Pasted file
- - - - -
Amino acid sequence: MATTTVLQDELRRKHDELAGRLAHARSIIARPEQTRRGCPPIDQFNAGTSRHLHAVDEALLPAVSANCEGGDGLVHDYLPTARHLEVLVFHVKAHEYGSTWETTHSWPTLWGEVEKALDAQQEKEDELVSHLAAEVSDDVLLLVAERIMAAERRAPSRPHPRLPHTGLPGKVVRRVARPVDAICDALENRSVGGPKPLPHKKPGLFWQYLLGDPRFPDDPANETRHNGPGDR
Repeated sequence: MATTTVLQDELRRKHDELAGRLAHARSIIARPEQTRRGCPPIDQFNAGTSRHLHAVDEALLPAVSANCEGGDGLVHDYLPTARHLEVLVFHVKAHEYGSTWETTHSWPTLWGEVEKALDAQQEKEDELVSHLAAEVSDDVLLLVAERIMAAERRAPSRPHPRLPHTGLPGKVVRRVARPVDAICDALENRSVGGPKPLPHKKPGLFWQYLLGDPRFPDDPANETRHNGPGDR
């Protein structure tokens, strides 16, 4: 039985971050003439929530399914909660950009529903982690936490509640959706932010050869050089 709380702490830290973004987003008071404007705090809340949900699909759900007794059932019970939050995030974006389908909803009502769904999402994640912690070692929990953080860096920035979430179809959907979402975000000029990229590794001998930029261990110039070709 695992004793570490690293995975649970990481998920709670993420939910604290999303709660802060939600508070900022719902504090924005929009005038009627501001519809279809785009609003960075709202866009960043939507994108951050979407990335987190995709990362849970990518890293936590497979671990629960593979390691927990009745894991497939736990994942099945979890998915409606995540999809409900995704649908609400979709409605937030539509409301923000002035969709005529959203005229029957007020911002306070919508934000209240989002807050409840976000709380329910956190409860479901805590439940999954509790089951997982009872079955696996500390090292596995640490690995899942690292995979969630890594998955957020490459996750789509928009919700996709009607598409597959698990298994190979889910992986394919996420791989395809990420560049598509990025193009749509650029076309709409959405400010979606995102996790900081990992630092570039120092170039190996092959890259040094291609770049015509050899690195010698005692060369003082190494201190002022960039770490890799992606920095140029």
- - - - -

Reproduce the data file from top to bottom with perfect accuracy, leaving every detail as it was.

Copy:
Amino acid sequence: MATTTVLQDELRRKHDELAGRLAHARSIIARPEQTRRGCPPIDQFNAGTSRHLHAVDEALLPAVSANCEGGDGLVHDYLPTARHLEVLVFHVKAHEYGSTWETTHSWPTLWGEVEKALDAQQEKEDELVSHLAAEVSDDVLLLVAERIMAAERRAPSRPHPRLPHTGLPGKVVRRVARPVDAICDALENRSVGGPKPLPHKKPGLFWQYLLGDPRFPDDPANETRHNGPGDR
Repeated sequence: MATTTVLQDELRRKHDELAGRLAHARSIIARPEQTRRGCPPIDQFNAGTSRHLHAVDEALLPAVSANCEGGDGLVHDYLPTARHLEVLVFHVKAHEYGSTWETTHSWPTLWGEVEKALDAQQEKEDELVSHLAAEVSDDVLLLVAERIMAAERRAPSRPHPRLPHTGLPGKVVRRVARPVDAICDALENRSVGGPKPLPHKKPGLFWQYLLGDPRFPDDPANETRHNGPGDR
């Protein structure tokens, strides 16, 4: 039985971050003439929530399914909660950009529903982690936490509640959706932010050869050089 709380702490830290973004987003008071404007705090809340949900699909759900007794059932019970939050995030974006389908909803009502769904999402994640912690070692929990953080860096920035979430179809959907979402975000000029990229590794001998930029261990110039070709 695992004793570490690293995975649970990481998920709670993420939910604290999303709660802060939600508070900022719902504090924005929009005038009627501001519809279809785009609003960075709202866009960043939507994108951050979407990335987190995709990362849970990518890293936590497979671990629960593979390691927990009745894991497939736990994942099945979890998915409606995540999809409900995704649908609400979709409605937030539509409301923000002035969709005529959203005229029957007020911002306070919508934000209240989002807050409840976000709380329910956190409860479901805590439940999954509790089951997982009872079955696996500390090292596995640490690995899942690292995979969630890594998955957020490459996750789509928009919700996709009607598409597959698990298994190979889910992986394919996420791989395809990420560049598509990025193009749509650029076309709409959405400010979606995102996790900081990992630092570039120092170039190996092959890259040094291609770049015509050899690195010698005692060369003082190494201190002022960039770490890799992606920095140029």